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- I have $1,000,000.00 in pennies, how big of a pyramid can I make?
- Each stack has 13 pennies which is a strange number to choose. Why do you think Marcelo Bezos chose it? [Hint: not out of an abundance of superstition.]
- Bezos says he can tell you the number of pennies in a pyramid with this equation:
where s is the number of pennies in a stack and b is the number of pennies on one side of the square base of the pyramid. Does this work? If so, prove it.
Here’s my burning question: is that enough? Is that skinny outline enough for you to use this in your classroom?
Check for understanding: what happens during the first, second, and third acts of a mathematical story? What are your moves? What questions do you ask your students?
Act one is about visuals, context, and perplexity. Act one hits you in the gut, not the head. Act one eagerly invites questions like, “What is that?” or “Why did he do that?” If your students are anything like the teachers who have worked with this image, you’ll get a fair number of them wondering, “How heavy is that?” and “How much is that worth?” both of which tie into the most popular (by far) question, “How many pennies is that?” Have them write down a guess along with numbers they know are too high and too low. Share guesses. Stir up some competition.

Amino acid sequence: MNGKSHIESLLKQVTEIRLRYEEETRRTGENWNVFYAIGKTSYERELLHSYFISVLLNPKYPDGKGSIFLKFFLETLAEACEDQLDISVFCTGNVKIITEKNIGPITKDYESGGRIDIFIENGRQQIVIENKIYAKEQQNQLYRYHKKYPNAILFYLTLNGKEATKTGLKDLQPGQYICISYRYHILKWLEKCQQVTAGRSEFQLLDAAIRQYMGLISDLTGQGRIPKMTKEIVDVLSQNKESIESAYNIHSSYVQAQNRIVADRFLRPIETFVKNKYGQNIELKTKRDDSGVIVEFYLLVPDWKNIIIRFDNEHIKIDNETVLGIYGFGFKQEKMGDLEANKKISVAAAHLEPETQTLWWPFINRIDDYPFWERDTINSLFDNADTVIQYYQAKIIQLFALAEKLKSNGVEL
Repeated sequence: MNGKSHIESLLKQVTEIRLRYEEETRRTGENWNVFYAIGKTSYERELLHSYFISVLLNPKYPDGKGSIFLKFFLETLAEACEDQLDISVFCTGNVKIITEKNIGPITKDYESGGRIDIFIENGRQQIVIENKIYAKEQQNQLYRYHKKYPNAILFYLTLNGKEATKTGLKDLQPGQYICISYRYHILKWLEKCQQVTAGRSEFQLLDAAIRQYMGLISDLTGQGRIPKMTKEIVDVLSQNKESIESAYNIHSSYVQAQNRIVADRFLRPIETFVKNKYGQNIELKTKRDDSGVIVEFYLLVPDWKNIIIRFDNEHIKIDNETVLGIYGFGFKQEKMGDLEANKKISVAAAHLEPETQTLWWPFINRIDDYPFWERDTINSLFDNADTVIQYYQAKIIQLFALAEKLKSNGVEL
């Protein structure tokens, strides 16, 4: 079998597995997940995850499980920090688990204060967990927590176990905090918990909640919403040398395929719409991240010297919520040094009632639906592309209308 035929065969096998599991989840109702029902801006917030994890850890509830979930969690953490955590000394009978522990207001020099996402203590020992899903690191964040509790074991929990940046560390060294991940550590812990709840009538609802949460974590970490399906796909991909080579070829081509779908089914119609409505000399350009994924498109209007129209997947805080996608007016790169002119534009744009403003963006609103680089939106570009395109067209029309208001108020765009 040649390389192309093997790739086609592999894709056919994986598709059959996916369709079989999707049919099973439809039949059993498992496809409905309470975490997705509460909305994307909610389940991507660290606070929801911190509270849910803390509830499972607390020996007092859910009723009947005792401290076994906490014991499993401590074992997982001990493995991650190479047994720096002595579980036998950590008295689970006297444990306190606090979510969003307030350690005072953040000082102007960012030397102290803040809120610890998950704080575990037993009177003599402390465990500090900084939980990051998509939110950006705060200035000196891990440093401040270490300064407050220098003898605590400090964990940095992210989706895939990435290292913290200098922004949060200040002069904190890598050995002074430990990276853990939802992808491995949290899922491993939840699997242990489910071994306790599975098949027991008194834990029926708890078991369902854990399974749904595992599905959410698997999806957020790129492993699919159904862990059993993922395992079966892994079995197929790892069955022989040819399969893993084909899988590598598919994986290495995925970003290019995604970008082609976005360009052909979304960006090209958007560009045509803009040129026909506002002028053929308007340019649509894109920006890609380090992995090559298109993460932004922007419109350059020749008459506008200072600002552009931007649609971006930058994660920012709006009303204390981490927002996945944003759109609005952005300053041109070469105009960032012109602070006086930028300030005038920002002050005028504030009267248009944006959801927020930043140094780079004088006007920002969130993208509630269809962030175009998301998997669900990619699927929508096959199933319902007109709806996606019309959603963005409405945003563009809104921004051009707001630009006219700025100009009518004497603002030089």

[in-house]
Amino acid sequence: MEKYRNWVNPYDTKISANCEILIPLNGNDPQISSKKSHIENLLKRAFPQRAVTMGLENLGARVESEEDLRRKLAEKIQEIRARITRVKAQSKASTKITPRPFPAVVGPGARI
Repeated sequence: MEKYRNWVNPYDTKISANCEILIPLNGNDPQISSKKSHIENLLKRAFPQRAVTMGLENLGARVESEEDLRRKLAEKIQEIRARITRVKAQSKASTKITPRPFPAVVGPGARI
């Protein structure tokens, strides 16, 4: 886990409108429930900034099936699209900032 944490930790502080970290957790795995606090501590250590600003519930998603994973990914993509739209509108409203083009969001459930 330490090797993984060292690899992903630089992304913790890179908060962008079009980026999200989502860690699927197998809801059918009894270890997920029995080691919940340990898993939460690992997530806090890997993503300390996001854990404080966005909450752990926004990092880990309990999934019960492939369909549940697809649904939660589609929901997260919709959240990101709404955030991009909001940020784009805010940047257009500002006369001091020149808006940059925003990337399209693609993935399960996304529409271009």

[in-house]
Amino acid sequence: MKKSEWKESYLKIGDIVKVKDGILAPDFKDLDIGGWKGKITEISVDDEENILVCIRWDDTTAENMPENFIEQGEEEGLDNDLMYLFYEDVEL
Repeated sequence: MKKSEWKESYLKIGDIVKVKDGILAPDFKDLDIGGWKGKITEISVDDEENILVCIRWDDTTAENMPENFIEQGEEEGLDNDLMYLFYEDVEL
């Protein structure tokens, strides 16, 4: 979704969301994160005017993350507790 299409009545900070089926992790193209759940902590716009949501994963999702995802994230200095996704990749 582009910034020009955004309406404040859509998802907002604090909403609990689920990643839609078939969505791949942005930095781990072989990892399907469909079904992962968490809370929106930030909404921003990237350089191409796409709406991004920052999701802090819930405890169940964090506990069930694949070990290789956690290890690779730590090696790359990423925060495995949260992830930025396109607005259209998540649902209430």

Act two is about tools, information, and resources. “What do you need to know to figure out the answer to your question?” Dimensions of the base? Number of pennies in a stack? The change from one level to the next? Give them what they want.
Act three is the resolution. When groups of students start finding answers, ask them to check the answers against the bounds they set up earlier. Challenge them with one of the sequel problems while you help other students. Bring students up to explain their different solution strategies to each other. Then pay off their hard work and show them the answer.
- Teachers in my PD session love this one and, as their facilitator, so do I. They each come up with their own interesting question and yet the math doesn’t change. Whether you’re curious about weight, duration, quantity, or cost, we’re all going to work with area and series. That’s a win for every stakeholder in the room.
- I’m especially fond of this one because everyone has a place to start. You can seriously start counting the pennies one-by-one if that’s the highest level of abstraction you can handle. We’ll beef up your skills over the course of the problem.
- How many students will factor the number of pennies per stack, saving themselves a load of work? ie. 13*1 + 13*4 + 13*9 + … + 13*1600 vs. 13(1 + 4 + 9 + … + 1600) It’s going to be fun comparing work around the room.
- A compelling visual is its own classroom management. If you put up a visual that’s a) simultaneously strange and familiar, b) larger than life, and c) aesthetically clear and interesting, the class is yours. Maybe only for a moment, but that moment is yours to lose. The class has given you permission to take them somewhere interesting. I’m not sure I can say the same for a worksheet. A worksheet brings with it a very different set of bags.
- This one is courtesy of Dan Anderson. I’m drinking your milkshake here, Dan. Where were you on this story?
2011 July 8: Changed one of the sequels per David Wees’ remarks in the comments.
2011 July 15: Elizabeth Bezos, wife of Marcelos, the guy who made the pyramid, stops by to say hi in the comments.